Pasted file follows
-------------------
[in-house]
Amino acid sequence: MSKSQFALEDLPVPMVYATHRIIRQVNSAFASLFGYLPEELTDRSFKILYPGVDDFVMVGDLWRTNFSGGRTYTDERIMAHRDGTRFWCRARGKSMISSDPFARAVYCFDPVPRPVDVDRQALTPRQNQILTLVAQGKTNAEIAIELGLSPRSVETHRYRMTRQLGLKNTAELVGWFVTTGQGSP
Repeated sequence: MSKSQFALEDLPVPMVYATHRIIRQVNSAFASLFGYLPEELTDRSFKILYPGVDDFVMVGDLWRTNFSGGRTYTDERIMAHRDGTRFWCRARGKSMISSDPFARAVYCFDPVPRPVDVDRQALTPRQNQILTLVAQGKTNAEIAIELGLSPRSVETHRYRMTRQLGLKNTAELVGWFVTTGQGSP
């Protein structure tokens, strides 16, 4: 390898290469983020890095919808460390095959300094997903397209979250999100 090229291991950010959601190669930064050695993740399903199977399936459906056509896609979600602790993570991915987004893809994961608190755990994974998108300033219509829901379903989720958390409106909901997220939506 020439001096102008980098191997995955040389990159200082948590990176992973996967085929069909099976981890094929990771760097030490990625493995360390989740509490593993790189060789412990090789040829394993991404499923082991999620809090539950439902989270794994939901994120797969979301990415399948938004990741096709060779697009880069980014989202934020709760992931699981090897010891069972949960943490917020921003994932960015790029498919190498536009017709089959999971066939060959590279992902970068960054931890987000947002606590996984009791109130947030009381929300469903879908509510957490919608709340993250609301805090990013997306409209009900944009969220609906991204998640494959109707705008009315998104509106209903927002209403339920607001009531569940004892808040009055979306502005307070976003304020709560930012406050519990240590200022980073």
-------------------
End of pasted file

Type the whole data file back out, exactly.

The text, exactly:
[in-house]
Amino acid sequence: MSKSQFALEDLPVPMVYATHRIIRQVNSAFASLFGYLPEELTDRSFKILYPGVDDFVMVGDLWRTNFSGGRTYTDERIMAHRDGTRFWCRARGKSMISSDPFARAVYCFDPVPRPVDVDRQALTPRQNQILTLVAQGKTNAEIAIELGLSPRSVETHRYRMTRQLGLKNTAELVGWFVTTGQGSP
Repeated sequence: MSKSQFALEDLPVPMVYATHRIIRQVNSAFASLFGYLPEELTDRSFKILYPGVDDFVMVGDLWRTNFSGGRTYTDERIMAHRDGTRFWCRARGKSMISSDPFARAVYCFDPVPRPVDVDRQALTPRQNQILTLVAQGKTNAEIAIELGLSPRSVETHRYRMTRQLGLKNTAELVGWFVTTGQGSP
């Protein structure tokens, strides 16, 4: 390898290469983020890095919808460390095959300094997903397209979250999100 090229291991950010959601190669930064050695993740399903199977399936459906056509896609979600602790993570991915987004893809994961608190755990994974998108300033219509829901379903989720958390409106909901997220939506 020439001096102008980098191997995955040389990159200082948590990176992973996967085929069909099976981890094929990771760097030490990625493995360390989740509490593993790189060789412990090789040829394993991404499923082991999620809090539950439902989270794994939901994120797969979301990415399948938004990741096709060779697009880069980014989202934020709760992931699981090897010891069972949960943490917020921003994932960015790029498919190498536009017709089959999971066939060959590279992902970068960054931890987000947002606590996984009791109130947030009381929300469903879908509510957490919608709340993250609301805090990013997306409209009900944009969220609906991204998640494959109707705008009315998104509106209903927002209403339920607001009531569940004892808040009055979306502005307070976003304020709560930012406050519990240590200022980073």